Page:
Vauxhall Vivaro Life 2019 rear cornering shot

Vauxhall Vivaro Life review

Performance & drive

Manufacturer price from:£28,610
Review continues below...

Performance & drive

What it’s like to drive, and how quiet it is

Like the Ford Tourneo, the Vivaro Life finds its origins in a commercial vehicle. However, as the Vivaro itself shares its platform with other PSA Group cars such as the Vauxhall Grandland X SUV and Peugeot 508, it’s far more car-like and enjoyable to drive.

The first thing that will catch your attention as soon as you set off, though, has nothing to do with its driving manners, yet is a big reason why you might choose an MPV over an SUV – the view from the driving seat. Yes, SUVs often give you a fairly lofty driving position, but behind the wheel of the Vivaro you see over the roofs of the majority of cars, leaving just you and lorry drivers to have the best view of the road ahead.

This visibility extends to your view from the sides, thanks to big, square windows that keep blindspots to a minimum. Not only that, but the flat sides of the Vivaro make it easy to judge its extremities, so it’s much less stressful to thread it down a tight road than you might initially think.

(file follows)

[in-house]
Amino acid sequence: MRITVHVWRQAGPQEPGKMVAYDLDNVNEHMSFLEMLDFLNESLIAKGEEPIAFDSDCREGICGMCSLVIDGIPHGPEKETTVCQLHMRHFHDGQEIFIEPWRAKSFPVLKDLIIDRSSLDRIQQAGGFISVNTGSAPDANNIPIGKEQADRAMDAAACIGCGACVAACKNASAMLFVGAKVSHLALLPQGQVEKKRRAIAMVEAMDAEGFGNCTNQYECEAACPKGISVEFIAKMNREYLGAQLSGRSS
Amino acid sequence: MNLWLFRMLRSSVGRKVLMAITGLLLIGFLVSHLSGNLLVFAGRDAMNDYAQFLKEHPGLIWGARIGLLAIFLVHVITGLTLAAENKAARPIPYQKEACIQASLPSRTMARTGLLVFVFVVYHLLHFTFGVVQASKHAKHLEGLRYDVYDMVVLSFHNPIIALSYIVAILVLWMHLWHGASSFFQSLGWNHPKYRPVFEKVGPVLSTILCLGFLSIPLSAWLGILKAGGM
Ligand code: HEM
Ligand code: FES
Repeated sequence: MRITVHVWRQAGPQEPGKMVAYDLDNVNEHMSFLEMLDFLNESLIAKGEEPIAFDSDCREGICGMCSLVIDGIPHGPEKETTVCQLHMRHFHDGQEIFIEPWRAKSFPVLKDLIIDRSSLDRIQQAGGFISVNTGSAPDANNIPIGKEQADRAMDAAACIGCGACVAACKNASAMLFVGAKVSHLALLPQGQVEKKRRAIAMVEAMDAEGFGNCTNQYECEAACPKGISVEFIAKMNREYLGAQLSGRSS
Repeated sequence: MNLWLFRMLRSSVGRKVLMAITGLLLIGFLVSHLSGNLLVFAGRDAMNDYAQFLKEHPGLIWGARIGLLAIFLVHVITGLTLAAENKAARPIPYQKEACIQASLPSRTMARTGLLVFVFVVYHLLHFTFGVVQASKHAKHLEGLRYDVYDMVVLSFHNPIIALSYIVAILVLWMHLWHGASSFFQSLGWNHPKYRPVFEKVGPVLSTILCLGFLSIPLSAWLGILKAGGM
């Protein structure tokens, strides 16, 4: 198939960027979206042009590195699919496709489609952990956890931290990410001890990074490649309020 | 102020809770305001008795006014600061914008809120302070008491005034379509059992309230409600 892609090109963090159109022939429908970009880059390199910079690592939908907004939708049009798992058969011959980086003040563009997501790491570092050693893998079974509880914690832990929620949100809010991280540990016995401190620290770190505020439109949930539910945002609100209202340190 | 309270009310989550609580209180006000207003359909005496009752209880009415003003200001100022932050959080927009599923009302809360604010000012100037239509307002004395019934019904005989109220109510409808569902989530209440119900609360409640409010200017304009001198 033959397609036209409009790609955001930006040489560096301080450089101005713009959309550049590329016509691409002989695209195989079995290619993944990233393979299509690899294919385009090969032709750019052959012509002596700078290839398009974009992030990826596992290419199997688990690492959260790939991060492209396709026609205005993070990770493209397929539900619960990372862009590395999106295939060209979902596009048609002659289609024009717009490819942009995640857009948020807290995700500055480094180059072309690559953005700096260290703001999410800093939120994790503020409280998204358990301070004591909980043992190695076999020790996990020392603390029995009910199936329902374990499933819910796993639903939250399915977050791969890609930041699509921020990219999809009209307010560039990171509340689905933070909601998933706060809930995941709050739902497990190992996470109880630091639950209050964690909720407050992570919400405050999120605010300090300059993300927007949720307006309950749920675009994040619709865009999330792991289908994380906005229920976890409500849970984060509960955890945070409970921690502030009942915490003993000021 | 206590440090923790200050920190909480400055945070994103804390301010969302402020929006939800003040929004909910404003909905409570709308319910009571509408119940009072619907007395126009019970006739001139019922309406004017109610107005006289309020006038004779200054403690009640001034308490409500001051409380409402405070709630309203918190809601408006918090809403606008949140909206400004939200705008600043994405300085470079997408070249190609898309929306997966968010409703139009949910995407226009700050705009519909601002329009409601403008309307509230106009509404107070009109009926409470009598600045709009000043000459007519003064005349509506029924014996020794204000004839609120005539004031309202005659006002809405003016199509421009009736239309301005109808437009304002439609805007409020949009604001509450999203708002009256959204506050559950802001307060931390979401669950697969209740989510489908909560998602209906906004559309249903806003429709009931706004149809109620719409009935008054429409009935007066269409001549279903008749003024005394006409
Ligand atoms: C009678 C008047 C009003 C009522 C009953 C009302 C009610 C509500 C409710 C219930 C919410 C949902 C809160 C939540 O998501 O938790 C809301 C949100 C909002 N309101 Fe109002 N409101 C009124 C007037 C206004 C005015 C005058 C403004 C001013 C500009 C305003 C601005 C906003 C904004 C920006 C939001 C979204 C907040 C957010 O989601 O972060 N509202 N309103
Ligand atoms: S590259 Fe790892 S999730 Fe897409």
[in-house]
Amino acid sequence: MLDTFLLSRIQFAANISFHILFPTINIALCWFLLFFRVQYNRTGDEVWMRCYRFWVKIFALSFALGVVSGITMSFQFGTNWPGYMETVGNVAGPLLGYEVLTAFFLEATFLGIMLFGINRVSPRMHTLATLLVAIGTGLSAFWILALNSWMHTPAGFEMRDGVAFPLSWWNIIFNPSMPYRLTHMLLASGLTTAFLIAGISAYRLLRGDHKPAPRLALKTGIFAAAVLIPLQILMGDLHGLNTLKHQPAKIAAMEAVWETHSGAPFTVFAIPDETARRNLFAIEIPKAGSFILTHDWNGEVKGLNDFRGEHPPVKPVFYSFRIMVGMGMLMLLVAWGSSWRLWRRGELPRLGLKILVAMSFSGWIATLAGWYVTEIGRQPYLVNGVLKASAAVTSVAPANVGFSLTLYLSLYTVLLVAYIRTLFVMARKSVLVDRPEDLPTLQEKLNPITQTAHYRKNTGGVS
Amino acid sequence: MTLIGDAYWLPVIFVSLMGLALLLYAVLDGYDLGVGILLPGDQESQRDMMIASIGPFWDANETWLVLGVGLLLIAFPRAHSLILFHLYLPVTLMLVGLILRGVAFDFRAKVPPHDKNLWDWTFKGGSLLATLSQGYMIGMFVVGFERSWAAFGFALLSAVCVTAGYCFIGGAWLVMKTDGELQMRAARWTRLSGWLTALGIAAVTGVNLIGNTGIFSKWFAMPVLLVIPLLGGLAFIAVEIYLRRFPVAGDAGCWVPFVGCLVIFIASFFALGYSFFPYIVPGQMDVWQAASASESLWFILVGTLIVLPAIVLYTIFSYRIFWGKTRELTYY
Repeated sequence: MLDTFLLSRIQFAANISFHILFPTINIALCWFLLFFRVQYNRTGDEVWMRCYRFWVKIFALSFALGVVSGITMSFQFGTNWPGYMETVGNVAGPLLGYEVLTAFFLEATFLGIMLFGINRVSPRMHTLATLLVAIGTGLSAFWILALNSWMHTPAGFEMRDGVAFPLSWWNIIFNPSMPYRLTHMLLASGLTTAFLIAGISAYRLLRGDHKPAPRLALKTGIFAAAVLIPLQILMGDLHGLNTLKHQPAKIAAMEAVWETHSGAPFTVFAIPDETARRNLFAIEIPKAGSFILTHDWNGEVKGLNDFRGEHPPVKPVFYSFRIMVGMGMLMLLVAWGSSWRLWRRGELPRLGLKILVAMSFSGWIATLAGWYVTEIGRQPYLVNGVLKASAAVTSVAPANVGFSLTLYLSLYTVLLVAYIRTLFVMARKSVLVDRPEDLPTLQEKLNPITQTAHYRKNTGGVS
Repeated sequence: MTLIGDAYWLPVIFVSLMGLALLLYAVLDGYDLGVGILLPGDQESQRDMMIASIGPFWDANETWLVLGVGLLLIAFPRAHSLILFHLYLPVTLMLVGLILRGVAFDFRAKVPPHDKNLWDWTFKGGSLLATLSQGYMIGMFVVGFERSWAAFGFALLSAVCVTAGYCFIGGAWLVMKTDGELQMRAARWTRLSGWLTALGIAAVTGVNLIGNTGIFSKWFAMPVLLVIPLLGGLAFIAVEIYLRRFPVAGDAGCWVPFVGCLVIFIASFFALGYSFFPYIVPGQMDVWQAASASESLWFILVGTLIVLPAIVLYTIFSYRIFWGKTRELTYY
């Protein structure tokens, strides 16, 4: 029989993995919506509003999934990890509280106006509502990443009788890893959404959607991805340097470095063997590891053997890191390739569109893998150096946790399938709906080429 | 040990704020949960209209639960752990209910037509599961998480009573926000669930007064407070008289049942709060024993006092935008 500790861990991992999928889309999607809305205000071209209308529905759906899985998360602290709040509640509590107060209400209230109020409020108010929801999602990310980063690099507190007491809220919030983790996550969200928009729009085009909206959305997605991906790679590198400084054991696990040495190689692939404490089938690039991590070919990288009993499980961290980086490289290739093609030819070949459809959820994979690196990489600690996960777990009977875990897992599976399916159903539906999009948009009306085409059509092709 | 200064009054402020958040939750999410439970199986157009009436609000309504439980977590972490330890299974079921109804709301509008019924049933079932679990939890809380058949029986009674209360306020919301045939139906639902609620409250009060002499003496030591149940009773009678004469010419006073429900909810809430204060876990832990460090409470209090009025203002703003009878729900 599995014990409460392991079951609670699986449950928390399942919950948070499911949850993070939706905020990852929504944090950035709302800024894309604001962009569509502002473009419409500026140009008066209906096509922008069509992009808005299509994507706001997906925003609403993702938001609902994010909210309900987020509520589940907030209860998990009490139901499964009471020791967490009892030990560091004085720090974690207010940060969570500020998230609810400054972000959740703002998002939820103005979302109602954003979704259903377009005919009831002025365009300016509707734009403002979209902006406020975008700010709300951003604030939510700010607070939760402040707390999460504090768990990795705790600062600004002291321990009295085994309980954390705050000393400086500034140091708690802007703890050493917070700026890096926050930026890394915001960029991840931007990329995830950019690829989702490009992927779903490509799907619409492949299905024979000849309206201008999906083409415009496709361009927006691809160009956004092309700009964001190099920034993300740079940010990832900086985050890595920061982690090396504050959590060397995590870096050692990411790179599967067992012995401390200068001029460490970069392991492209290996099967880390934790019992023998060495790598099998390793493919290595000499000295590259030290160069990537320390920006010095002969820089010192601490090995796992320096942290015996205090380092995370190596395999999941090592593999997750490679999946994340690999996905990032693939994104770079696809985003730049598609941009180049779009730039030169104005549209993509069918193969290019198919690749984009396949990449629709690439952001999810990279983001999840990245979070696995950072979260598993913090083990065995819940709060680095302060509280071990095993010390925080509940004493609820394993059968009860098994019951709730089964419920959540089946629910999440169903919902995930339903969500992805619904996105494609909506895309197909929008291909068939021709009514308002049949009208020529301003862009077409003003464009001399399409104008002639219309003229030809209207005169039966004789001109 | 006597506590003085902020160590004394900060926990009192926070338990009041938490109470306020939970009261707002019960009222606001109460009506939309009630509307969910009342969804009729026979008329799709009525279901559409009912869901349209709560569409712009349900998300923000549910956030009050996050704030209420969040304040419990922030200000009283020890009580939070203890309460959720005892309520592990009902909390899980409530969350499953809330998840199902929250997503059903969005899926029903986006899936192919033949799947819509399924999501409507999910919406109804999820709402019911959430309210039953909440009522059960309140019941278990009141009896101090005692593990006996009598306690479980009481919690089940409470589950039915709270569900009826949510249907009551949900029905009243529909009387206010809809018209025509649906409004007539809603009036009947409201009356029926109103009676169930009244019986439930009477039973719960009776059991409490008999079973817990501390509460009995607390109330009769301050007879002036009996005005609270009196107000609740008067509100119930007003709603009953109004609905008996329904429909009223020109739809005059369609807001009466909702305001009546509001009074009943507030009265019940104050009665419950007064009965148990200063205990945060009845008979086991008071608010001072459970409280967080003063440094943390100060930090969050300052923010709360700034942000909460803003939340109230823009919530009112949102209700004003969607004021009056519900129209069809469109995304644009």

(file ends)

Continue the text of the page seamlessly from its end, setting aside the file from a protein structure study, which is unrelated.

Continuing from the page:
Once you start picking up speed, the Vivaro Life remains pleasingly silent compared to other MPVs of this size, especially considering its less-than-aerodynamic shape. An SUV will be quieter still but the margin is impressively narrow.

You’ll quickly remember that you’re in something rather taller and bulkier than a typical SUV, though, when you first encounter a corner. The Vivaro Life leans strongly in corners, even at fairly gentle speeds. You’ll want to avoid vigorous cornering, for the sake of passenger comfort. Speaking of which, on craggy roads it tends to bounce and twitch a bit too much over to be considered truly comfy. However, none of its MPV alternatives have flawless ride quality – only the more expensive Mercedes V-Class edges ahead thanks to its standard adaptive dampers.

Since there’s little reward for driving quickly, you may as well stick to the 148bhp engine and manual gearbox. Because the Vivaro has fairly short gears, it feels pleasingly zippy at low speeds with this engine, and the two second difference in 0-62mph time between this and the more powerful 178bhp is barely noticeable. However: if the future you have in mind involves climbing a mountain pass with a Vivaro full of passengers, you’ll want as much power as you can get. 

Vauxhall Vivaro Life 2019 rear cornering shot
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